This ChatGPT rival lets you talk to anyone, dead or alive

The AI revolution has taken the internet by storm over the past few months, with the likes of ChatGPT posing difficult questions about how, when and why we should turn to robots for answers and companionship. 

Chatbots, in particular, have proven an exciting (and controversial) new frontier for artificial intelligence, and the latest eye-catching creation is Character.AI – a tool that allows you to converse with digital replicas of almost anyone, whether dead or alive, fictional or otherwise. 

Founded by former Google researchers Daniel De Freitas and Noam Shazeer, Character.AI – in a similar fashion to ChatGPT – pulls from articles, news stories, books and other digital sources to generate plausible responses from individuals (or characters) of your choosing. Always wanted to chew Alfred Hitchcock’s ear off about the impact of streaming on modern cinema? Or wax lyrical to Abraham Lincoln about the state of contemporary politics? Well, now you can. Sort of.

Crucially, Character.AI is simply intended to entertain, rather than inform you – per the website’s warning: “Everything characters say is made up!” In fact, its creators told The New York Times in a recent interview: “These systems are not designed for truth. They are designed for plausible conversation […] Character.AI is useful today – for fun, for emotional support, for generating ideas, for all kinds of creativity.”

Our chat with an AI-generated version of J. R. R. Tolkien in Character.AI (Image credit: Character.AI)

Unlike ChatGPT, then, Character.AI isn’t on a mission to become your go-to search engine. Quite the opposite, in fact. As The New York Times notes, “companies including Character.AI are confident that the public will learn to accept the flaws of chatbots and develop a healthy distrust of what they say.”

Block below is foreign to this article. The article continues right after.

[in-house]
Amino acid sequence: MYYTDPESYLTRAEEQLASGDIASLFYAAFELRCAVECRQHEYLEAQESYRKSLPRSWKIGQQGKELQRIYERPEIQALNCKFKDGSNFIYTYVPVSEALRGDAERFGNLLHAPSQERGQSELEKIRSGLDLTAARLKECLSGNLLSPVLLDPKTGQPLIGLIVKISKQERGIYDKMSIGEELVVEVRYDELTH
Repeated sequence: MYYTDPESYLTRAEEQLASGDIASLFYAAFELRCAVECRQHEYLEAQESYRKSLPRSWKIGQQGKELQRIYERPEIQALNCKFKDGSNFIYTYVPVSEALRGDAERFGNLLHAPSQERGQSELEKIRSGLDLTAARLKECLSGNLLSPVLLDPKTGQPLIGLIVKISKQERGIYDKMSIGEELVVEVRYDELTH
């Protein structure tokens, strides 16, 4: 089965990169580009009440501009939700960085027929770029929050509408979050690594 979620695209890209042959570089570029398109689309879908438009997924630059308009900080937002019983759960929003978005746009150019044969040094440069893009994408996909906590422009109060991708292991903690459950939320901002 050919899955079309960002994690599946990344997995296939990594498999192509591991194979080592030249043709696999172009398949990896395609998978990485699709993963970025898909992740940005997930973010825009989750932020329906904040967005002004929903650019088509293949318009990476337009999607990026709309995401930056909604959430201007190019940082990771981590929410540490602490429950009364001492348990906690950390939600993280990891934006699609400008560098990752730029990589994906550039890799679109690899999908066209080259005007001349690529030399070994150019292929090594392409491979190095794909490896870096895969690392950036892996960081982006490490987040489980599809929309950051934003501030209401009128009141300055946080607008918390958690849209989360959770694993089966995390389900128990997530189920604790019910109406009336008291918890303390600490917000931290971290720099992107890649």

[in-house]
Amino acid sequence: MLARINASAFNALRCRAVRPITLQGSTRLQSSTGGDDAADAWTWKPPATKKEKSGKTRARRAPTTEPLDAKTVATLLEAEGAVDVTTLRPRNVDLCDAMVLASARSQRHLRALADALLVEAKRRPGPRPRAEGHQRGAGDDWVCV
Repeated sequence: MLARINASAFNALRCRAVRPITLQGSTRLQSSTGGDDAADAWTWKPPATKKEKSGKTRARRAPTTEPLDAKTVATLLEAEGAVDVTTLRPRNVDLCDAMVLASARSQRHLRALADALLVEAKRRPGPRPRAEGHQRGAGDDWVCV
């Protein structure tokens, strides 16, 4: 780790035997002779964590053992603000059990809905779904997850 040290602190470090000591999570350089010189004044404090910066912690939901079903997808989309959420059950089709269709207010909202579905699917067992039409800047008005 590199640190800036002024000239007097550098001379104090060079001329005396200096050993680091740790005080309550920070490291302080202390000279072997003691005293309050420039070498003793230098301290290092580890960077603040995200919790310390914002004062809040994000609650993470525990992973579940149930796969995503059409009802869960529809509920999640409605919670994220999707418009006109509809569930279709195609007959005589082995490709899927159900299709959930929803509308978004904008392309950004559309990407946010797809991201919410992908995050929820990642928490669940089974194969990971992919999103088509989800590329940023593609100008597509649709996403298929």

It’s also worth noting that, regardless of who you choose to speak to through Character.AI, responses will be written in ordinary English. Jonas Thiel, a socioeconomics major at a college in Germany, told The New York Times: “If you read what someone like [philosopher Karl] Kautsky wrote in the 19th century, he does not use the same language we use today. But the AI [at work in Character.AI] can somehow translate his ideas into ordinary modern English.”

Clearly, that element of Character.AI has some real-world value – the software provides an easy way to get to the nub of complex theories and philosophies, particularly those penned by centuries-old scholars (as in the case of Thiel and his studies of Kautsky).

Beyond that, though, Character.AI appears to be a purely novel creation that serves an entirely different purpose to ChatGPT and, we suspect, the similar systems currently in development at tech giants like Google and Meta. 

As for the ethical implications of chatting with fictitious versions of real-life people (dead or otherwise)? Well, that’s an altogether larger question.

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